Barbie (2023) plays heavily on gender stereotypes to lean into its comedy genre, and it works. After watching the movie, I understood why there was plenty of social media discourse. It hits many social issues and makes references to the history of Barbie. It is, indeed, a pink acid trip but it’s such an in-your-face masterful piece of art that you’d want to go back for more.
Wednesday, August 2, 2023
Welcome to the Official Blog Tour for Southeast Asian Fantasy Author Brianna Sugalski's Disenchanted, book 1 in the A Lay of Ruinous Reign trilogy. Today, on our tour stop, we have an exclusive excerpt AND a tour-wide giveaway to share! So... Be sure to check it out and start the series NOW! Follow the tour, HERE.
A Lay of Ruinous Reign, #1
December 27, 2022
Fenfoss Tavern Publishing LLC
Tangled meets Buffy the Vampire Slayer in this Breton folklore-inspired dark fantasy, brimming with wry humor, epic adventure, and an irresistible romance.
At the peak of the Breton Renaissance, Lilac Trécesson is held prisoner in her own castle after a most wicked secret is revealed on the eve of her fifteenth birthday. Years later, her Accession looms upon her father's decision to abdicate, and between town riots and the noble family bent on snatching her throne, she prepares for the worst… Until a letter arrives from The Witch of Lupine Grotto, detailing a curious offer to banish her curse forever.
Her heirloom dagger at the ready, Lilac embarks into Brocéliande and finds herself in the grasp of a bloodthirsty barkeep who demands her help in exchange for protection against the even deadlier forces of the woods.
She is thrust on a quest to uphold her family’s legacy—and her sovereign right to destroy it and start anew—by any means necessary. Pity the fool to underestimate the girl with subpar blade skills but the pure spite to make up for it.
This is the tale of a cursed princess,
A crestfallen killer,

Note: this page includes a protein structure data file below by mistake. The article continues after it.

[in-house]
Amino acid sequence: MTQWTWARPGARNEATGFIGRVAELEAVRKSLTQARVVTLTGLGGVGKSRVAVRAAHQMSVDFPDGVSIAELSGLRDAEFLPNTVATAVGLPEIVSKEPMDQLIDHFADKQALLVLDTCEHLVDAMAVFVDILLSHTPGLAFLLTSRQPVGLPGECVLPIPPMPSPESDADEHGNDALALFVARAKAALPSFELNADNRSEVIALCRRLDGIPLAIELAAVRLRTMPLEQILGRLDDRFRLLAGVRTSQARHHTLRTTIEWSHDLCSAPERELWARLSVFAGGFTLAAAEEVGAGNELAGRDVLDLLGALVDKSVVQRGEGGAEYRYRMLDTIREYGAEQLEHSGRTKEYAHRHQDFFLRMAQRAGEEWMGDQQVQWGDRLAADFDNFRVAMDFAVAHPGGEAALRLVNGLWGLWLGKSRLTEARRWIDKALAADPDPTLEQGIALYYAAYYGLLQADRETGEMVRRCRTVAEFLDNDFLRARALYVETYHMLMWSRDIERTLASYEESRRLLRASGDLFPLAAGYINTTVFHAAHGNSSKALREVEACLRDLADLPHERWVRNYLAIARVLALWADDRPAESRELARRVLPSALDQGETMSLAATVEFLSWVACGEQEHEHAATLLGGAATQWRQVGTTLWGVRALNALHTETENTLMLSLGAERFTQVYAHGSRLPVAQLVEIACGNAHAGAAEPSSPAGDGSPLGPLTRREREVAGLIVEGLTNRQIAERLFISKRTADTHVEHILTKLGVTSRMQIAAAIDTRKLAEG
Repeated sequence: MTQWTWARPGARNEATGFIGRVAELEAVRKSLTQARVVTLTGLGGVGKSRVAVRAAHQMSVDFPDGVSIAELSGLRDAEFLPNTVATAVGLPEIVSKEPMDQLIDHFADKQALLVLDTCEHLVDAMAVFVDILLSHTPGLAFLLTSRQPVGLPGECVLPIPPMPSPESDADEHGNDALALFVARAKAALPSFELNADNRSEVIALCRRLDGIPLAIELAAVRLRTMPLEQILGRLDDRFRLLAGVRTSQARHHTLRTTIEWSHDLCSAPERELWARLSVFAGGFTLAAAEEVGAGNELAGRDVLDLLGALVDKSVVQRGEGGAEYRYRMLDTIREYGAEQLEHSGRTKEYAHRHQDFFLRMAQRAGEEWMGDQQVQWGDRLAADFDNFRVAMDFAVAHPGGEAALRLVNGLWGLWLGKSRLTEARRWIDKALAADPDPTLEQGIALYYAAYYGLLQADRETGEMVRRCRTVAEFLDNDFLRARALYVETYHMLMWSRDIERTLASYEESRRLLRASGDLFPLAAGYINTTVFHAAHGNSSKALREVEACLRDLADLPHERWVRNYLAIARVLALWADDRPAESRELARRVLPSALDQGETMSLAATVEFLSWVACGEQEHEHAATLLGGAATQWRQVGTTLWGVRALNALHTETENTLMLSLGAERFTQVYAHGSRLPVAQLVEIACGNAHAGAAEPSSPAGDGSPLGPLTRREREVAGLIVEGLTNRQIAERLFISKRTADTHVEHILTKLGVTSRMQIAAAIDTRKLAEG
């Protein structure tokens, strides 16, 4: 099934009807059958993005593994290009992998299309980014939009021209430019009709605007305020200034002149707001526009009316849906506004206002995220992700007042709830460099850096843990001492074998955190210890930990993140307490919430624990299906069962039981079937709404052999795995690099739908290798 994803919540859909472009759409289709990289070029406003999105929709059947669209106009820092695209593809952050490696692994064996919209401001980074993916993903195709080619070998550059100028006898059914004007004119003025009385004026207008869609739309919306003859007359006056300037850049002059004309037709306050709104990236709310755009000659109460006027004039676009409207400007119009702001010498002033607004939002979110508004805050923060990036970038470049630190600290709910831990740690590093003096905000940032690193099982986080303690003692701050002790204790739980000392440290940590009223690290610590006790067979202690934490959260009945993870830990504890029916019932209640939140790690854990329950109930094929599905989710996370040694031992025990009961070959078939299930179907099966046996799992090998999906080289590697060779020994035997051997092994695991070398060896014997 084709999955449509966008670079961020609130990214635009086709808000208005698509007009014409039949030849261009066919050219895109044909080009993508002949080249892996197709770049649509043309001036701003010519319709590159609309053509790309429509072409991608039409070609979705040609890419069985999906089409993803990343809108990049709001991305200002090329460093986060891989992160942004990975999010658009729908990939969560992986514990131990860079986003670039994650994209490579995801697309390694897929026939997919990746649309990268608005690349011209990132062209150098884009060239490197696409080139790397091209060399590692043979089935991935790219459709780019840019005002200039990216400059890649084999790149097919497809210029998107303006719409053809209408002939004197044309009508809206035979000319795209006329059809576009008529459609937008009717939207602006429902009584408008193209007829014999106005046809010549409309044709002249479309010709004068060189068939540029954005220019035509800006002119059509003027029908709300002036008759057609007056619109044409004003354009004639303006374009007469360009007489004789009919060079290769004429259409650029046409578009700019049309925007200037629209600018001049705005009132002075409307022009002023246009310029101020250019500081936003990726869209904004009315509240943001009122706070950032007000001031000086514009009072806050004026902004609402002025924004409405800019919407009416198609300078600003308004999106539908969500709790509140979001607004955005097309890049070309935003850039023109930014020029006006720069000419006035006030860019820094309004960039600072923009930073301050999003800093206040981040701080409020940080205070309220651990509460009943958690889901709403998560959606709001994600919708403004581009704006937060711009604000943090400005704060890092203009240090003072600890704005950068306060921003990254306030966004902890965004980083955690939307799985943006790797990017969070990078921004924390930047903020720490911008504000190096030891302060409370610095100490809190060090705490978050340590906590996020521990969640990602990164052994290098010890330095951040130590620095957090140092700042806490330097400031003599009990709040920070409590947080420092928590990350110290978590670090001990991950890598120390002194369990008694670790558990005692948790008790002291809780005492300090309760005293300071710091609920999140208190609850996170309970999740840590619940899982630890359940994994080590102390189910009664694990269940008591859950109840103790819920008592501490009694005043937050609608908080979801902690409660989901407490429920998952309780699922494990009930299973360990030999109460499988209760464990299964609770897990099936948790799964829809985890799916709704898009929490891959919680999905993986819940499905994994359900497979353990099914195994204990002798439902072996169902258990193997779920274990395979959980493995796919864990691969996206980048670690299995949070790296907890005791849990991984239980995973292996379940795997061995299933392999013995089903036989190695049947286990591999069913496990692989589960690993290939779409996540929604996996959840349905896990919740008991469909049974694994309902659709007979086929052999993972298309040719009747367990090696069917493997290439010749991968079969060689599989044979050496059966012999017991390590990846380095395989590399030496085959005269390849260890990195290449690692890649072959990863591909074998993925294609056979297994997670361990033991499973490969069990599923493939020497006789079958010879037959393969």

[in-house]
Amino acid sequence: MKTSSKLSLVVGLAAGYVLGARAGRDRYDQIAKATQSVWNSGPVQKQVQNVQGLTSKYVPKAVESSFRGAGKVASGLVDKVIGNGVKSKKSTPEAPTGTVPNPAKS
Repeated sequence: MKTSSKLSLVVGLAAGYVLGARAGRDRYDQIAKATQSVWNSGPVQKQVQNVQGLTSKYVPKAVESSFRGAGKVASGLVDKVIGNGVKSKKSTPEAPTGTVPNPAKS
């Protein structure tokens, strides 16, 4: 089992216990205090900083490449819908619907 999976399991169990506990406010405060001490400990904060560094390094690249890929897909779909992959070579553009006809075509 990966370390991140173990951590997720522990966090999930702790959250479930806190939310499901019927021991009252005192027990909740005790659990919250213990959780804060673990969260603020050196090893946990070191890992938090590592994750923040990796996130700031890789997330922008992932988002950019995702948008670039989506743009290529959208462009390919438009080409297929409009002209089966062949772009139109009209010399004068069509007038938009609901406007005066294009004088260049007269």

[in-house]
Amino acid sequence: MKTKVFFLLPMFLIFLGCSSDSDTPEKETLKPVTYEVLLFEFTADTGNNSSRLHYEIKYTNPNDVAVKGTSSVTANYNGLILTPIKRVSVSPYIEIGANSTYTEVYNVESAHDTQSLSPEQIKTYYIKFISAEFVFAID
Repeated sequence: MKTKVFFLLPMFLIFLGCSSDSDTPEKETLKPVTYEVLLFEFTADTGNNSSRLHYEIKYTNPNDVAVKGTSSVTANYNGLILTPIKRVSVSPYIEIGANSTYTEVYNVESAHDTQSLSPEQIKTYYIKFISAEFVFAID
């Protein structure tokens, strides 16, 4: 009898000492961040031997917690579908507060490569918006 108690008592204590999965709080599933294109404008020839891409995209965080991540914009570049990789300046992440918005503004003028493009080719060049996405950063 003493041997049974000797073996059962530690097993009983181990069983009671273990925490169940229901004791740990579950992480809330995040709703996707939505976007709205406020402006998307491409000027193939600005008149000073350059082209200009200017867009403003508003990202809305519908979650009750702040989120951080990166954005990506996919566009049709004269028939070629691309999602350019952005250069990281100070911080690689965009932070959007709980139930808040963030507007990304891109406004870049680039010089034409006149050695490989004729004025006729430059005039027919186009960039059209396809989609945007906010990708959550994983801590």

The town that wants them to burn,
And the witch who can save them both.
**About the Author**
Brianna Sugalski is a Southeast Asian fantasy author with a soup addiction. Diverse medievalist and developmental editor who lives in oversized sweaters, and prefers to explore the more ominous—disenchanting, if you will—undertones of history, romance, and the arcane.
Brianna Sugalski's debut, Breton Arthuriana-inspired YA Dark Fantasy Disenchanted, released with the Parliament Press in March 2020, and was re-released and rebranded for the New Adult/Adult indie market in December 2022. The rest of the trilogy will follow this updated genre rating.
Stay connected with Brianna Sugalski
Giveaway Open Internationally
- ends August 17, 2023
Note: Not Responsible for Lost & Damaged Prizes in Your Mail Box
Blog Tour Organized by
Tuesday, August 1, 2023
Today, we have a Cover Reveal for Bestselling Author Abbie Roads' Defying Evil, the first book in the Blood is Thicker Than... series! So... Be sure to check out that gorgeous cover and pre-order your copy NOW!
Dark Romantic Thriller
Blood is Thicker Than..., #1
October 17, 2023
He’s the son of a serial killer.
She’s his father’s only surviving victim.
He’s obsessed with her.
She’s frightened of him.
Before it’s all over they’ll need each other to survive.
Cain Killion’s life has revolved around blood. From a childhood of torture by his father, to his gruesome ability to solve crimes. When a current case is directly connected to his past, there’s only one person with answers.
But she isn’t talking, and the bodies are stacking up. The only solution… Kidnap her.
Defying Evil is the first book in the Blood is Thicker Than... series of dark romantic thrillers. It features a man tortured by his past who never thought he was capable of love. If you devour edge of your seat thrillers and romance novels, you’ll love a series that combines both in a roller-coaster ride of mind games and tragic love.
Read this dangerously dark romance today!
Trigger warning: Depictions of violence.
Previously published until the title Saving Mercy.
**About the Author**
Abbie Roads is the best-selling author of the Fatal Dreams Series and the Fatal Truth Series. Her novels have been finalists in many prestigious contests including The Golden Heart, The Greater Detroit Booksellers Best, The Oklahoma National Readers’ Choice Award, The Write Touch, The Strut Your Stuff Contest, The Aspen Gold Contest, The Gayle Wilson Award of Excellence, The Heart of Excellence Readers’ Choice Award, The Midnight Sun, The Kathryn Hayes Contest, The Chanticleer, The Daphne du Maurier, The National Readers’ Choice Award, The New England Readers’ Choice Contest, The Beverly Award, and The Maggie Award. Her debut novel Race the Darkness was Publishers Weekly Top 10 Pick for Fall and Never Let Me Fall is an Amazon Editor’s Pick.
By day Abbie Roads is a mental health counselor always focusing on the bright side. By night she writes on the dark side, putting her characters through the wringer before she gives them their happily-ever-after. She loves a good inspirational quote and is a fan of true crime.
Stay connected with Abbie Roads